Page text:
Those foreign policy advisers in full (but where are the women?)

by | Oct 5, 2007


The Washington Post has helpfully published a comprehensive list of who is advising which Presidential candidates on foreign policy. Quite how policy coherence and/or a clear pecking order is supposed to be established with so many advisers (Clinton has 20, Obama 23) is anyone’s guess, but if it’s a case of ‘the more the merrier’, then there’s quite a party getting underway.

Among the Clinton highlights are Madeleine Albright, Sandy Berger, Wes Clark, Richard Holbrooke, Michael O’Hanlon, Strobe Talbott and Joseph Wilson; the Obama camp, meanwhile, is home to Zbigniew Brzezinksi, Richard Clarke, Ivo Daalder, Tony Lake, Rob Malley, Susan Rice, Dennis Ross. (Incidentally, we hope that the latter lot are happy where they are. We have it on good authority that this time around, Team Clinton has put the word out that the usual process – whereby foreign policy advisers to other candidates are allowed to switch horses as and when their candidate gets eliminated during primary season – has been abolished, at least as far as Hillary as concerned. The ‘you’re with us or against us’ ethos is no longer limited to the GOP, it seems…)

What of the Republicans? It’s McCain who wins first prize for sheer surfeit of advice, with no less than 35 foreign policy advisers. Included in his gang, nay, army: Richard Armitage, Max Boot, Lawrence Eagleburger, Niall Ferguson, Alexander Haig, Robert Kagan, Henry Kissinger, William Kristol, Colin Powell, Brent Scowcroft, George Schultz and James Woolsey. Mitt Romney, meanwhile, must surely win some sort of special achievement award for including Cofer Black on his team, who the rest of us will forever know affectionately as “the flies on the eyeball guy“.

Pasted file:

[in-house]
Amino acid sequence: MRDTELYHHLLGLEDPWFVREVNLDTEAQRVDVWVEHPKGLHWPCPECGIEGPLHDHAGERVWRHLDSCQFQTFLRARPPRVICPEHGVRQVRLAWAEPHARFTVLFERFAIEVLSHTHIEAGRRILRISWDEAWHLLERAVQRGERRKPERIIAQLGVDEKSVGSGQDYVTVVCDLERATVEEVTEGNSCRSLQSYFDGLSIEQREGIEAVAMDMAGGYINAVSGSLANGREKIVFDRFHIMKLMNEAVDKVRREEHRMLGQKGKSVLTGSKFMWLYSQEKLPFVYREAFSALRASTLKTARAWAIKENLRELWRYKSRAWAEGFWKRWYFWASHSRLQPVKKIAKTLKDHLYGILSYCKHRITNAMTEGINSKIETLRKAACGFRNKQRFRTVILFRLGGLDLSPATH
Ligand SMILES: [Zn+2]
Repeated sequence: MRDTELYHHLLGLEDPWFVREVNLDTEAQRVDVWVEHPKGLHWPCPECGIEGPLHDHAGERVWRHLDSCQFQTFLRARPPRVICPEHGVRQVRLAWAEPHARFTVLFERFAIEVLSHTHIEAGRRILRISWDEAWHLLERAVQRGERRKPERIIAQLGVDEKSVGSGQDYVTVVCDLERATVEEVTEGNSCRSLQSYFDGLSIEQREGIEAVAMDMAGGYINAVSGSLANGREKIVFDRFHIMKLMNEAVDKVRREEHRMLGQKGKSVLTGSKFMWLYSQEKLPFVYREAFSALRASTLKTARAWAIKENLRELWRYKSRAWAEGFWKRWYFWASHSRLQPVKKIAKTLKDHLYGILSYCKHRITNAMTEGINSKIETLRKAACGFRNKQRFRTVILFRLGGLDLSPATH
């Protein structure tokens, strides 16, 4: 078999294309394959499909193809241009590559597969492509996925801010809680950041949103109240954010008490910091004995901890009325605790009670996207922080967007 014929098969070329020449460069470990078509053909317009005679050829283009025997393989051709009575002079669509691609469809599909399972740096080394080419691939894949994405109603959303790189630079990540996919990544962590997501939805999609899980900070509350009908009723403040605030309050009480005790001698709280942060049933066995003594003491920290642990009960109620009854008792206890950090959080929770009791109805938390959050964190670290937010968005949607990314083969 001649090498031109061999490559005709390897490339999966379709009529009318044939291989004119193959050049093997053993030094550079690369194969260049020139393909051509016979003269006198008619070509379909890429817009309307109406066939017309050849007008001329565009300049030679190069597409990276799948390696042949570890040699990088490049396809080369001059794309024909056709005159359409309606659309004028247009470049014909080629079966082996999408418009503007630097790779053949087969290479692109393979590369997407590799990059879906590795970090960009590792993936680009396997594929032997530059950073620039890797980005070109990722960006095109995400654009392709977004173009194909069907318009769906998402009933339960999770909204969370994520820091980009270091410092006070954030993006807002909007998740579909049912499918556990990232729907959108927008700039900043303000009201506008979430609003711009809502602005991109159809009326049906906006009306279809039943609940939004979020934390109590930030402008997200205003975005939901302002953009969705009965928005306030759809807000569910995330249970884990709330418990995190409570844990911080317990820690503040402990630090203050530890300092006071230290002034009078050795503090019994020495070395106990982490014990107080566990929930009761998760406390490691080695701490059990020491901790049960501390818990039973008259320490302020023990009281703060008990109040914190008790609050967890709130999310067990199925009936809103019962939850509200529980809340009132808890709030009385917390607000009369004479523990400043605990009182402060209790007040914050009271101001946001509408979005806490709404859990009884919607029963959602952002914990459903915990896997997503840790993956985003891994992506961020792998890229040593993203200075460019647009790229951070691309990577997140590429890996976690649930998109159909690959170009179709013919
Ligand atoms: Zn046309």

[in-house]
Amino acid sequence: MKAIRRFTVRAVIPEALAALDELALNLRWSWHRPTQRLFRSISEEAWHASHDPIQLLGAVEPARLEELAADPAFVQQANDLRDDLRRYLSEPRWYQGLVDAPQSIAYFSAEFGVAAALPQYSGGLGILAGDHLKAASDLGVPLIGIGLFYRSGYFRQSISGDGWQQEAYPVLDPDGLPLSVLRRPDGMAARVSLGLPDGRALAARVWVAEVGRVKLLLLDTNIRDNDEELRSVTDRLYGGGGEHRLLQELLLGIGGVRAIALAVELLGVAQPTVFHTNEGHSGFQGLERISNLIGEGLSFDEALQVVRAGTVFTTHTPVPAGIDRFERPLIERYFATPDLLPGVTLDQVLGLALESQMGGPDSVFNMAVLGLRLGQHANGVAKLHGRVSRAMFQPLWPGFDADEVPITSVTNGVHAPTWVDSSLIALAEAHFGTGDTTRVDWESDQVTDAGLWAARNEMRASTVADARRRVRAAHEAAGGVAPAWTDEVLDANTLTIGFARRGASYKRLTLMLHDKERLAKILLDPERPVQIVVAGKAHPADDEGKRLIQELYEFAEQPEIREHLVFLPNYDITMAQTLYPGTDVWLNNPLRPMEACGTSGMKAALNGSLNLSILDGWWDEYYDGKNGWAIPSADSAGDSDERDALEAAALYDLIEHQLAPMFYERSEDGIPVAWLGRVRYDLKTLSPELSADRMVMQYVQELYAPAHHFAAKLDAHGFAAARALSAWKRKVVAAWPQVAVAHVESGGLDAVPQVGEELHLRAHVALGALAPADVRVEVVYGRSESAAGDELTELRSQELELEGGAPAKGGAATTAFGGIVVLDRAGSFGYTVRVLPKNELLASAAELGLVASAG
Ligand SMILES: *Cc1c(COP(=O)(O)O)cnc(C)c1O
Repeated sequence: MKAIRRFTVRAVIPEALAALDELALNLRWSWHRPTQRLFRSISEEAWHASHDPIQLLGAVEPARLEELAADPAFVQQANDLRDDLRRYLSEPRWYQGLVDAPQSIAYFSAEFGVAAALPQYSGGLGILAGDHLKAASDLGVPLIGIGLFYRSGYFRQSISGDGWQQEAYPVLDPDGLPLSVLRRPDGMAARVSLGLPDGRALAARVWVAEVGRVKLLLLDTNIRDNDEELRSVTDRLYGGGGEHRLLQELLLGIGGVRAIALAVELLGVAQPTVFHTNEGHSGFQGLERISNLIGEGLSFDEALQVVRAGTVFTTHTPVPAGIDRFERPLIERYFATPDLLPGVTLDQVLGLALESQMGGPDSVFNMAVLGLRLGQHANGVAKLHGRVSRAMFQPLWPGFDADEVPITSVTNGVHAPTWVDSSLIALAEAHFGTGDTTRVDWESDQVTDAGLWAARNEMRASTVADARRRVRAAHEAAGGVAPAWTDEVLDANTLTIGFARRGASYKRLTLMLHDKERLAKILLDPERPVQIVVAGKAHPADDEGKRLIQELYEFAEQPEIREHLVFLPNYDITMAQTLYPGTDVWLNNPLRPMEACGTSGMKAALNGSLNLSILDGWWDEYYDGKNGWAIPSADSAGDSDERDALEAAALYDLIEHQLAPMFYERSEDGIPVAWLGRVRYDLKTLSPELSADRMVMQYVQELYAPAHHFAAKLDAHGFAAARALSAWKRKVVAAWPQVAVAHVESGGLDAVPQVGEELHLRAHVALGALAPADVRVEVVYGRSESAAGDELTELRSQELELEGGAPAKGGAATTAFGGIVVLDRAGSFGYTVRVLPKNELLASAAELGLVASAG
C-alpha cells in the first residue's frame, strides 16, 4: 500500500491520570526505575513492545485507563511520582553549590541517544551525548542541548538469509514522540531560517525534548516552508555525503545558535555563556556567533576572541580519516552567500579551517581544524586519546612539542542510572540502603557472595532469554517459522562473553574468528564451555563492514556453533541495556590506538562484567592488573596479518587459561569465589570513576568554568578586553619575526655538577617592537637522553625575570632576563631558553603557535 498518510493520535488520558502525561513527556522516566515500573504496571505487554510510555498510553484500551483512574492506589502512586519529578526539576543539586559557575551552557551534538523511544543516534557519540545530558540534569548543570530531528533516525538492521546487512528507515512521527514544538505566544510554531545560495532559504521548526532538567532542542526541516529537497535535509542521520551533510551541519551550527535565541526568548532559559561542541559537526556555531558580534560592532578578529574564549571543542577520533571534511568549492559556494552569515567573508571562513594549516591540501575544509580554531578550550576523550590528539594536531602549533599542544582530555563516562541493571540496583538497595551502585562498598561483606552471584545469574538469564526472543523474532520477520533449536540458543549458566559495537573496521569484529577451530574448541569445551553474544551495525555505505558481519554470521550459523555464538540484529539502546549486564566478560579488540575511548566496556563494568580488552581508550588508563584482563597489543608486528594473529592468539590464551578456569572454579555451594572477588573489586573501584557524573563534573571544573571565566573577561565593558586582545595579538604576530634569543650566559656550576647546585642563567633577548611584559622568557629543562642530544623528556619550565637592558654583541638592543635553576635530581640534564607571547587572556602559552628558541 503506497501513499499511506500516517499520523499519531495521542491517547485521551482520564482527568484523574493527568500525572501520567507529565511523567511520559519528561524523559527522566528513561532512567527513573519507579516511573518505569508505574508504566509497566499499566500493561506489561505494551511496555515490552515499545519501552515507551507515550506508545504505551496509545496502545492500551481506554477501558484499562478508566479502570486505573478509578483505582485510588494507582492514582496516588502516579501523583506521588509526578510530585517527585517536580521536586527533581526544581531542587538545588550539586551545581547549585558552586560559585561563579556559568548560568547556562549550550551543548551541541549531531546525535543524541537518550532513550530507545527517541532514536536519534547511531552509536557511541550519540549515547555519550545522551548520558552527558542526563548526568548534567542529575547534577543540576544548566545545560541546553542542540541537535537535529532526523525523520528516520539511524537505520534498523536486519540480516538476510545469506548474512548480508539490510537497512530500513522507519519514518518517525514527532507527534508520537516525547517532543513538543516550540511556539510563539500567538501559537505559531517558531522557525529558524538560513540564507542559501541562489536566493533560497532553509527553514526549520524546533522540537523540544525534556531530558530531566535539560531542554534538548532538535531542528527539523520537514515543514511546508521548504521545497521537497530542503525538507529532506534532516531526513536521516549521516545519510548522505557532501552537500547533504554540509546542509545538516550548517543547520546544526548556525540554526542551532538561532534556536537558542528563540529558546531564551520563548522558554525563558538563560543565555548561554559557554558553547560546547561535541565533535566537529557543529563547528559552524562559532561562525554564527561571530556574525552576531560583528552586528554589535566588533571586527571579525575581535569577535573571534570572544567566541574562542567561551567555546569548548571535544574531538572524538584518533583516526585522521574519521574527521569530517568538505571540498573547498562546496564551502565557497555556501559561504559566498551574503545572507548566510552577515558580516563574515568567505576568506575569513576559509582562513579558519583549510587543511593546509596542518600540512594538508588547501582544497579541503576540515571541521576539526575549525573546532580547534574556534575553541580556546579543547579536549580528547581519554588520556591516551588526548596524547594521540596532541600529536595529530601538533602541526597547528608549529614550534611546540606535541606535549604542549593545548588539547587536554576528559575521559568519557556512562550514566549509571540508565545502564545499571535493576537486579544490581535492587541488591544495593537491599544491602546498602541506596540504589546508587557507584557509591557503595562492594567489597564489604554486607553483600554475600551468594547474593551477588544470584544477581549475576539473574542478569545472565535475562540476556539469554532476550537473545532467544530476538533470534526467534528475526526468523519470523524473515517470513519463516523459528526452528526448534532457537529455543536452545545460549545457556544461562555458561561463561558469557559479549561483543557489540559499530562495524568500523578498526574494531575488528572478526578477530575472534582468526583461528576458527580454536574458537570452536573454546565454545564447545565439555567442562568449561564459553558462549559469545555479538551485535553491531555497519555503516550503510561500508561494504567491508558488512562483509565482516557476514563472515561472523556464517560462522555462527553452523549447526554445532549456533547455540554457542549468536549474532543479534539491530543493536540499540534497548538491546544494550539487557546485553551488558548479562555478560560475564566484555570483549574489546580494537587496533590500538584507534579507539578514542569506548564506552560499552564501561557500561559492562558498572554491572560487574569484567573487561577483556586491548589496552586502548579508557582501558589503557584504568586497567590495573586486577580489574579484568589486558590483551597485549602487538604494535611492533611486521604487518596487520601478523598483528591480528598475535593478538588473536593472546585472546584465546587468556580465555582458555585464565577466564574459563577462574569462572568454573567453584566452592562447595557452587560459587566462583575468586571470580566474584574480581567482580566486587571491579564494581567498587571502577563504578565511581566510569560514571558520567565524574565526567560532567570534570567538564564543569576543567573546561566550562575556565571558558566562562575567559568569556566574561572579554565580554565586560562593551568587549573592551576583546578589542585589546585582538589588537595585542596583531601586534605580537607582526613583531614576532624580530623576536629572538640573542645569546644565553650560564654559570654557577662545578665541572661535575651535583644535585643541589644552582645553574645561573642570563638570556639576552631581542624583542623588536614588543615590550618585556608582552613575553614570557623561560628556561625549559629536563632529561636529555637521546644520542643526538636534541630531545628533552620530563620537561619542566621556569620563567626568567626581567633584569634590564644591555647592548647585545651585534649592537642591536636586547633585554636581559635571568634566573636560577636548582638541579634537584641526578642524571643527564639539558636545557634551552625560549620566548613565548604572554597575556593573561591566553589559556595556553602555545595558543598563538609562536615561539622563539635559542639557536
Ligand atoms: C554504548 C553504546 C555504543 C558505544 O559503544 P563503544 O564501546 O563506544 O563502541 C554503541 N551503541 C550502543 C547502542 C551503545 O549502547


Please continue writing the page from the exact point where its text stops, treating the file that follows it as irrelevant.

All of which just leaves one burning question. Amid this extraordinary roster of expertise, how many women are included on each team? Well, bearing in mind that we may be a little out in cases where it’s not immediately clear what gender is implied by the forename in question, here’s our reckoning of the overall ranking:

  1. Barack Obama: 4 out of 23 – 17 per cent
  2. Hillary Clinton: 2 out of 20 – 10 per cent
  3. Rudy Giuliani: 1 out of 33 – 3 per cent
  4. John Edwards: 0 out of 11 – 0 per cent
  5. Mitt Romney: 0 out of 25 – 0 per cent
  6. John McCain: 0 out of 35 – 0 per cent

It’s lucky that Team McCain has Robert Kagan on board to explain why they don’t need any women. Americans are from Mars and Europeans are from Venus, remember?

Author

  • Alex Evans

    Alex Evans is founder of the Collective Psychology Project, which explores how we can use psychology to reduce political tribalism and polarisation, a senior fellow at New York University, and author of The Myth Gap: What Happens When Evidence and Arguments Aren’t Enough? (Penguin, 2017). He is a former Campaign Director of the 50 million member global citizen’s movement Avaaz, special adviser to two UK Cabinet Ministers, climate expert in the UN Secretary-General’s office, and was Research Director for the Business Commission on Sustainable Development. He was part of Ethiopia’s delegation to the Paris climate summit and has consulted for Oxfam, WWF UK, the UK Cabinet Office and US State Department. Alex lives with his wife and two children in Yorkshire.


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